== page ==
On Saturday, March 22, Raising A Reader, San Francisco, Alameda, and Contra Costa Counties and Children’s Fairyland hosted a family literacy day: “The Wild Journey.”

Over 200 free tickets had been given to Raising A Reader participants, and the day was filled with read-alouds and hands-on workshops based on Maurice Sendak’s Where the Wild Things Are.

240 children and 139 parents participated in interactive stations related to a wild journey, getting stamps on their reading passports for each completed activity. Activities encouraged parents and children to have fun together while building early literacy development skills such as:

  • Building print awareness by creating and writing their own book about a journey
  • Building narrative skills as they are interviewed by parents about a journey they would like to take
  • Creating hand puppets to serve as “Reading Buddies” at home
  • Participating in a signature Raising A Reader interactive read-aloud of Where the Wild Things Are and Amazing Grace

Completed passports earned families free entry into the park on another day and copies of Where the Wild Things Are and Amazing Grace for their home libraries.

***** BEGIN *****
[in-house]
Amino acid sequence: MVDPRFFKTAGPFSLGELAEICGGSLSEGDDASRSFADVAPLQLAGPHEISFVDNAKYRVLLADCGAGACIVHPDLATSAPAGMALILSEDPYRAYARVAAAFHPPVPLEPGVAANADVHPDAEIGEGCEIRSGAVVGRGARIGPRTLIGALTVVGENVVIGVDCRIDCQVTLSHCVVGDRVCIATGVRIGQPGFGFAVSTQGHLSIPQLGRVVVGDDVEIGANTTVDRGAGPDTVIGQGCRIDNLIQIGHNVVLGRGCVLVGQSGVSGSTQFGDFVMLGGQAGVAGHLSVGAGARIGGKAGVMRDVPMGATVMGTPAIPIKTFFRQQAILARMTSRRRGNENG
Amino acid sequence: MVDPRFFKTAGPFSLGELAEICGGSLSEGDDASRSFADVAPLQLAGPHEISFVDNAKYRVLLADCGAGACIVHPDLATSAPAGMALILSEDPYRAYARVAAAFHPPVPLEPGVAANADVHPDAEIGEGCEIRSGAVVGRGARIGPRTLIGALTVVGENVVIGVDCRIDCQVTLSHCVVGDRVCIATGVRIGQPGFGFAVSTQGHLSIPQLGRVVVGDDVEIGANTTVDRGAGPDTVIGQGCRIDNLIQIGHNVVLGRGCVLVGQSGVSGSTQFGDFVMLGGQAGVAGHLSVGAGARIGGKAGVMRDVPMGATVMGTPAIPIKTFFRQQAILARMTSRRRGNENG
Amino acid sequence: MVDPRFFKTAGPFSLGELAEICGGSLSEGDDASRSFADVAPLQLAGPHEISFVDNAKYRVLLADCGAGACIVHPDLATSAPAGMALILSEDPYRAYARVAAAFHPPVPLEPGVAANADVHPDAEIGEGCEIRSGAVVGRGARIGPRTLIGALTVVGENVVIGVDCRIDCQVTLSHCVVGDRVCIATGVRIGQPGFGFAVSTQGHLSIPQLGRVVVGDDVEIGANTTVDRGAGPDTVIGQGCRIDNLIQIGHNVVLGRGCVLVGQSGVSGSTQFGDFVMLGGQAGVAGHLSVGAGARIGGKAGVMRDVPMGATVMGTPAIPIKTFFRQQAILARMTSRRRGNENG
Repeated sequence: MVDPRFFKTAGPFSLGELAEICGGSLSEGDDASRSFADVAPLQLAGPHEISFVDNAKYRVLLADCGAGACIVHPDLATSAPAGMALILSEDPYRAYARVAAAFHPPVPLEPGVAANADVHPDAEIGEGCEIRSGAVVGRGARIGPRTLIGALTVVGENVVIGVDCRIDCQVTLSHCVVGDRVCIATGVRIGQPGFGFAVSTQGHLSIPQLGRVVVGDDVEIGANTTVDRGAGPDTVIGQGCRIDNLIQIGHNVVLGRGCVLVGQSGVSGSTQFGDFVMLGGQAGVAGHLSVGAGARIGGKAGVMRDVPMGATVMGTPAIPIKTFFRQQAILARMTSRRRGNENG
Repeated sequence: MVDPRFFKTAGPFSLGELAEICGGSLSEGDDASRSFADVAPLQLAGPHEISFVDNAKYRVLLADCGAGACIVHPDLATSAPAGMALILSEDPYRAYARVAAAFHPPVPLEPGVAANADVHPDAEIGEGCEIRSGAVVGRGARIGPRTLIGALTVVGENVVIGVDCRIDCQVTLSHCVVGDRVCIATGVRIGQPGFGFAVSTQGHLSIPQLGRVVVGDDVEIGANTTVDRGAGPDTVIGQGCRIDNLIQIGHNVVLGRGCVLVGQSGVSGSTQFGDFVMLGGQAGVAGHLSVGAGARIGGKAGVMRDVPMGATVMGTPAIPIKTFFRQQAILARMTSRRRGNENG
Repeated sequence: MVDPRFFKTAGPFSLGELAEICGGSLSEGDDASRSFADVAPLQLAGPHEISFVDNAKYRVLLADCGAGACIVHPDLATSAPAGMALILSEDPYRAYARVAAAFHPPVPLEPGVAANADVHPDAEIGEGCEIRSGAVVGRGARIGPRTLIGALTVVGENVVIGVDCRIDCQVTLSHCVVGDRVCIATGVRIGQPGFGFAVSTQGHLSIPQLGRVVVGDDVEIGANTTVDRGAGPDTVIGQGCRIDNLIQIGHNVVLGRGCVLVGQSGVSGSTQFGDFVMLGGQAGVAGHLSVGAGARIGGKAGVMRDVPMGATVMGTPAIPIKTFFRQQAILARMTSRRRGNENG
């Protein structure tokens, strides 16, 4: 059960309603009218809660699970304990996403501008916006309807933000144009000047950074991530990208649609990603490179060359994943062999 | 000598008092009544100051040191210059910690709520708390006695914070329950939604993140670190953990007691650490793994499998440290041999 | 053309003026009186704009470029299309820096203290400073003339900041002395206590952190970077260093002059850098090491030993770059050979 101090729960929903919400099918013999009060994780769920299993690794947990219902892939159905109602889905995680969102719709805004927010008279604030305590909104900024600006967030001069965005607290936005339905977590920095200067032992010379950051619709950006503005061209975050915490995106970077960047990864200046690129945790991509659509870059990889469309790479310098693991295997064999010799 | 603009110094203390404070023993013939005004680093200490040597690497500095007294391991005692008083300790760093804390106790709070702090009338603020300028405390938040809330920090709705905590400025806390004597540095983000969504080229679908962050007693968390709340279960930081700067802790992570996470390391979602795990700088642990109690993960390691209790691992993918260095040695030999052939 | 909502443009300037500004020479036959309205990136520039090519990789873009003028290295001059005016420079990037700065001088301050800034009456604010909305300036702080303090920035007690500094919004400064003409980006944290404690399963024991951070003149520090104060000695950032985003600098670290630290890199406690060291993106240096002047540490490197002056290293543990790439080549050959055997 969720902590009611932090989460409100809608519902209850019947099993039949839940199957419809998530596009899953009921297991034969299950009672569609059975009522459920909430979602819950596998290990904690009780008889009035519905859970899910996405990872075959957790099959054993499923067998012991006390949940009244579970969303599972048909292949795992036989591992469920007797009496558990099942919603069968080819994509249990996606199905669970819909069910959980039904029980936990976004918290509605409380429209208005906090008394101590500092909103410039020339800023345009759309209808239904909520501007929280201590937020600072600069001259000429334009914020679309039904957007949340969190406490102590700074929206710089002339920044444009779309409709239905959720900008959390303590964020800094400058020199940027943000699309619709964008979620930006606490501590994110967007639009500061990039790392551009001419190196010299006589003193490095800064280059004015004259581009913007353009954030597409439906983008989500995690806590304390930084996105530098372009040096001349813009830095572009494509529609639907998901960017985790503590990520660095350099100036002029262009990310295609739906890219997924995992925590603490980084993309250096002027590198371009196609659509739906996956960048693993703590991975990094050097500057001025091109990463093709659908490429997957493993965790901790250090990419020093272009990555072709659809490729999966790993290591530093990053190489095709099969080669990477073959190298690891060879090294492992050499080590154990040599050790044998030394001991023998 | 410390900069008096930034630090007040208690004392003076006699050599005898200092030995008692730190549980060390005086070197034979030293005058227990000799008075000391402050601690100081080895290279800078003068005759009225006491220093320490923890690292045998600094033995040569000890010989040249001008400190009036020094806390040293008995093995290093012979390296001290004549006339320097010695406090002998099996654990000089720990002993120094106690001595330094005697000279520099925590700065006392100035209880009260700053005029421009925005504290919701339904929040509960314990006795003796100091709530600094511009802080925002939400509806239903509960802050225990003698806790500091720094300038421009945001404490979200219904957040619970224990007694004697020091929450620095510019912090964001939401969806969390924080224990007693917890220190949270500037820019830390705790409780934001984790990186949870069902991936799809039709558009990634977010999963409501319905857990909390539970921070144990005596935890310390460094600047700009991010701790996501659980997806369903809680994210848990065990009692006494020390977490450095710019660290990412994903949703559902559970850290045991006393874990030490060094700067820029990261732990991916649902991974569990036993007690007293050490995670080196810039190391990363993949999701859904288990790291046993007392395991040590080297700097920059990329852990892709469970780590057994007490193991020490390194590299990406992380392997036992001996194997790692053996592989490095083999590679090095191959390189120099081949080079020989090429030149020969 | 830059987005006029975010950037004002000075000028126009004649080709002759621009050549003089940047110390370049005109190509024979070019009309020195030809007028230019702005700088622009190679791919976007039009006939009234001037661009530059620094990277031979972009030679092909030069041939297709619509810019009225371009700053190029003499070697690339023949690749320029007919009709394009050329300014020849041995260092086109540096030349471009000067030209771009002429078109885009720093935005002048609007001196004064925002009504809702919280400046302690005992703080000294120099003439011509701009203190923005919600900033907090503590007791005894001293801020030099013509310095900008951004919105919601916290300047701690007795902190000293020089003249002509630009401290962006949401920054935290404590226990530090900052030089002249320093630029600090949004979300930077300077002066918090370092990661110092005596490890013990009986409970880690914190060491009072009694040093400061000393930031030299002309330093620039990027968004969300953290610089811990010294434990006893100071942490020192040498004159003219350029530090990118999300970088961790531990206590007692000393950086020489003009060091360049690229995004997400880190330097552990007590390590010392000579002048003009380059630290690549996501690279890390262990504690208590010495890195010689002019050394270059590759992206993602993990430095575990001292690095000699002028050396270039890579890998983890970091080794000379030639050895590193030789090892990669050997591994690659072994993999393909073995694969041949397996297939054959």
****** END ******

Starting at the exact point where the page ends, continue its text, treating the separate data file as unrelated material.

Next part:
The Oakland Rotary and Chabot Space and Science Center were participating partners in the event. RAR would like to thank the Oakland Rotary for providing books for participants to add to their home libraries.

Research shows that early literacy skills such as vocabulary, language skills, phonemic awareness, and alphabet knowledge at entry into kindergarten are strongly correlated with 3rd-grade fluency, success in high school, and the likelihood a child will attend college.

About Raising A Reader, San Francisco, Alameda, and Contra Costa Counties:

Raising A Reader’s mission is to build early literacy through family engagement. Our programs support families to read with their young children from birth by providing access to high-quality children’s books, training for parents, and support for early childhood educators. Twenty-five years of research has shown that engaging families in daily book-sharing fosters brain development, builds early literacy skills, strengthens social and emotional development, and lays the groundwork for a child’s academic success. A community-based affiliate of Raising A Reader National and an independent 501(c)(3) organization, RAR serves over 14,000 children and their families through book rotation programs, literacy events, and workshops and training for parents and educators.

Leave a Reply

Your email address will not be published.